In any event, in the book The Great Mother: An Analysis of the Archetype, 2nd ed., translated from the German by Ralph Manheim (Pantheon Books, 1963), the German-born and educated Israeli psychoanalyst and Jungian theorist Erich Neumann (1905-1960) discusses manifestations of the feminine archetype in oral culture 1.0.

Now, in the book Return of the Goddess (Crossroad, the naturalized American physician and Jungian theorist Edward C. Whitmont, M.D. (1912-1998), discusses manifestations of the feminine archetype in our contemporary oral culture 2.0.

At the present time, this is where we stand. The communications media that accentuate sound in our contemporary oral culture 2.0 are resonating deep in the human psyche -- in the deep part of the human psyche that C. G. Jung, M.D. (1875-1961), the Swiss psychiatrist and psychological theorist, refers to as the collective unconscious.

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Now, the return of the goddess, or feminine archetype in the human psyche, may sound like a bottom-up movement involving the collective unconscious. Bottom-up imagery is not inaccurate to use to characterize this movement deep within the human psyche. Nevertheless, we should keep in mind that this movement can be deeply disturbing for many people to experience in their psyches. It can be deeply disturbing not only for conservatives to experience, but also for progressives and liberals to experience.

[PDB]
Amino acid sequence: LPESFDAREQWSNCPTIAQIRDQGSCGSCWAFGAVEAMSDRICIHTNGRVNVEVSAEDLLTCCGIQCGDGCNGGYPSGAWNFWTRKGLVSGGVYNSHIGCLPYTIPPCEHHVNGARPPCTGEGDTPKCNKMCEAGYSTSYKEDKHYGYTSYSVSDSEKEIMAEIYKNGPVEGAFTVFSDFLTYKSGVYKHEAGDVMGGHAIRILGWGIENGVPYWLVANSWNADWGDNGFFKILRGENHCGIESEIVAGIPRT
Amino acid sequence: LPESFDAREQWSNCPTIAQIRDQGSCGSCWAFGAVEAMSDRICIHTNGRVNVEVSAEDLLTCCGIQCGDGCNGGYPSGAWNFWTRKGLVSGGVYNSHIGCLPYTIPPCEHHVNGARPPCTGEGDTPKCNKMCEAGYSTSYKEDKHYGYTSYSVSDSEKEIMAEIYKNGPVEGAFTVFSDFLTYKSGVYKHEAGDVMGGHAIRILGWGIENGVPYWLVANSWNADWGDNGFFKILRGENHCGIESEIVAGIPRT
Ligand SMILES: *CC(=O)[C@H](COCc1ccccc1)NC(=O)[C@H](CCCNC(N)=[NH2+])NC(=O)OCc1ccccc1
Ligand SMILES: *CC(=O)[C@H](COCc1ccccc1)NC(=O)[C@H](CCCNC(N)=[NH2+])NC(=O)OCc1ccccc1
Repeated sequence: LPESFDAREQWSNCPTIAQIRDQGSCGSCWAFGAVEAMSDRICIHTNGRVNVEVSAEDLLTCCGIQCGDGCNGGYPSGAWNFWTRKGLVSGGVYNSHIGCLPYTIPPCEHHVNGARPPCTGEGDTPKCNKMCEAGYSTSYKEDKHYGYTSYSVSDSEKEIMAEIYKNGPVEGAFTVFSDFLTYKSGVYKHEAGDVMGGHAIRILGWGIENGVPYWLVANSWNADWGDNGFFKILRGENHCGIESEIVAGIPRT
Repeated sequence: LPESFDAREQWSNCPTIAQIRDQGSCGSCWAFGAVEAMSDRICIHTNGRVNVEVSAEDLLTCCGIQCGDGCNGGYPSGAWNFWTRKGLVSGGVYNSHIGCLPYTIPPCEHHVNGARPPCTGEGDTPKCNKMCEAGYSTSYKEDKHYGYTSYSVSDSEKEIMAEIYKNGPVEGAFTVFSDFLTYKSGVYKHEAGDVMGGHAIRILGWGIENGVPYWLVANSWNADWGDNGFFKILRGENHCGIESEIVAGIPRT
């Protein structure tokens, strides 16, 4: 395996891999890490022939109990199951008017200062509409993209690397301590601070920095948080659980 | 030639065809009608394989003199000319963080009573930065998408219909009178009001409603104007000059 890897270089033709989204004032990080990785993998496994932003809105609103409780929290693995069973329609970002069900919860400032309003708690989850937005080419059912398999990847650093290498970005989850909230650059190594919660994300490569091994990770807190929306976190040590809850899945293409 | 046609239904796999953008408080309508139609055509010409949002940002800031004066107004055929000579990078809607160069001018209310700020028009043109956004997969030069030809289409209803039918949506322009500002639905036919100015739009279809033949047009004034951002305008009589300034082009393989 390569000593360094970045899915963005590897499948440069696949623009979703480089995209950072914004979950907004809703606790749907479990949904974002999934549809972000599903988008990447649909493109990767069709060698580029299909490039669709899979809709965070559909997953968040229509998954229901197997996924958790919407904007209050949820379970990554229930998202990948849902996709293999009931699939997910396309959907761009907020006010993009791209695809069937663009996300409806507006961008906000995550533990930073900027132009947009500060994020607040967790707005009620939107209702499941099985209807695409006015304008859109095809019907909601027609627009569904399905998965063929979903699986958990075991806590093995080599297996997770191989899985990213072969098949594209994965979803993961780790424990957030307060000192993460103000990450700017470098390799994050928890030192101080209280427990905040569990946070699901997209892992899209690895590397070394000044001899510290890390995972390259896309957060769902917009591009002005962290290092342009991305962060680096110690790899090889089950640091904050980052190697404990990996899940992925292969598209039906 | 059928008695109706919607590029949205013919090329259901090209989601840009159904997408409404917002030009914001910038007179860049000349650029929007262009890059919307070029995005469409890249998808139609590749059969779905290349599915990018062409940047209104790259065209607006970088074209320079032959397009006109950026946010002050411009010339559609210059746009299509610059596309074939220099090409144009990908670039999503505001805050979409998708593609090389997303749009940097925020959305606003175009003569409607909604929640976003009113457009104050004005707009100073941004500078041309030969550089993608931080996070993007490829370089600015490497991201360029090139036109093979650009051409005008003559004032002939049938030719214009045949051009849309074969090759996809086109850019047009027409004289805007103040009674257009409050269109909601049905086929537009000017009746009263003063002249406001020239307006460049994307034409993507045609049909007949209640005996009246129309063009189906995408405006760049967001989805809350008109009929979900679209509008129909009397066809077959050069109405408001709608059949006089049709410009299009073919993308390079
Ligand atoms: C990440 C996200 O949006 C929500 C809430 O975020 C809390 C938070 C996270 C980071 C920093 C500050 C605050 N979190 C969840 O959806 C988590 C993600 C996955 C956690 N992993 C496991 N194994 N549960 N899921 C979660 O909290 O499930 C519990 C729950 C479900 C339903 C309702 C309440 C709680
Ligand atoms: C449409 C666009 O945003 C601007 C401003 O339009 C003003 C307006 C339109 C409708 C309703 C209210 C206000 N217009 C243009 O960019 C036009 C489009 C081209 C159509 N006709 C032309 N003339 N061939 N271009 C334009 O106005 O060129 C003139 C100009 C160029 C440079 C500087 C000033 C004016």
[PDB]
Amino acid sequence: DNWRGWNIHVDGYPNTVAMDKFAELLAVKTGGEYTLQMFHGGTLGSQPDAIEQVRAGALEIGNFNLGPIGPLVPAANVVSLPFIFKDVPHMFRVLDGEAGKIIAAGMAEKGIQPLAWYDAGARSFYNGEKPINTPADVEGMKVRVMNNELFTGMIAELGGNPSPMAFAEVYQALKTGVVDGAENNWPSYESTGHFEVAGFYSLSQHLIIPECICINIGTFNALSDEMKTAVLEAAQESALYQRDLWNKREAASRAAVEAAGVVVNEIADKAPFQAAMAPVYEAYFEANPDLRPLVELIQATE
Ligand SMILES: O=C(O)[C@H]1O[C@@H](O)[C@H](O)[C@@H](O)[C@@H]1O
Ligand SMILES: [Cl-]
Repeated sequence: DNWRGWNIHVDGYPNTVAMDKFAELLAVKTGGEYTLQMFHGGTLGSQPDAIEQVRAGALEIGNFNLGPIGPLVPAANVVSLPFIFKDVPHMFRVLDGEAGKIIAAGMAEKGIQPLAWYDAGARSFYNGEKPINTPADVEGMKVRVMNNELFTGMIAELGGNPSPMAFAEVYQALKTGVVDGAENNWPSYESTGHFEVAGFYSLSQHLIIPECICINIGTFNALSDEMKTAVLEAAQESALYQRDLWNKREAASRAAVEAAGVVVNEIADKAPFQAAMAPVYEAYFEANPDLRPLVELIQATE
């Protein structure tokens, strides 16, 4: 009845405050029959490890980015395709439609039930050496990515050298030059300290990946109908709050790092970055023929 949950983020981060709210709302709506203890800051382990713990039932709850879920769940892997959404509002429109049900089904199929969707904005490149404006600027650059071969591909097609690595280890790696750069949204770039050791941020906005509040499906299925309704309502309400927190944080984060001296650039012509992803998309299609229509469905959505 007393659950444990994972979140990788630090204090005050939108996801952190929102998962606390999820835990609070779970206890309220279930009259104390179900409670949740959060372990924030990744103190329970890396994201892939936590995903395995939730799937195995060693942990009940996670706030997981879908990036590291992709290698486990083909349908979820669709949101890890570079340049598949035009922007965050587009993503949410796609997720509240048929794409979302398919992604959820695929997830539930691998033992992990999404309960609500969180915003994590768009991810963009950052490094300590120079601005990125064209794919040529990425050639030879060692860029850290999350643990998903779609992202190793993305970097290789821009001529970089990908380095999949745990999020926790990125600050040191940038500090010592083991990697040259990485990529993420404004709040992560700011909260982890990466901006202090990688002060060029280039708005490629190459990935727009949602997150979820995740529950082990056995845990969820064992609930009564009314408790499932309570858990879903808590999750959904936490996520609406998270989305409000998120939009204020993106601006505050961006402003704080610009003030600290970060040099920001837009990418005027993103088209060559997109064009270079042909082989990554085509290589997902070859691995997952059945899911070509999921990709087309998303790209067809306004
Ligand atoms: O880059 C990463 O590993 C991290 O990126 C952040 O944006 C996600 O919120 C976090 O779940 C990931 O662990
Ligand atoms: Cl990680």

Next, I want to explain one way to understand why this movement deep in the psyche can be disturbing to experience. What can it be disturbing?

In book Compassion and Healing in Medicine and Society: On the Nature and Use of Attachment Solutions to Separation Challenges (Johns Hopkins University Press, 2011), widely read psychiatrist Gregory L. Fricchione, M.D., of the Harvard Medical School advances the hypothetical conceptual framework that all significant psychological processes involve separation challenges and attachment solutions.

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Thomas James Farrell is professor emeritus of writing studies at the University of Minnesota Duluth (UMD). He started teaching at UMD in Fall 1987, and he retired from UMD at the end of May 2009. He was born in 1944. He holds three degrees from Saint Louis University (SLU): B.A. in English, 1966; M.A.(T) in English 1968; Ph.D.in higher education, 1974. On May 16, 1969, the editors of the SLU student newspaper named him Man of the Year, an honor customarily conferred on an administrator or a faculty member, not on a graduate student -- nor on a woman up to that time. He is the proud author of the book (more...)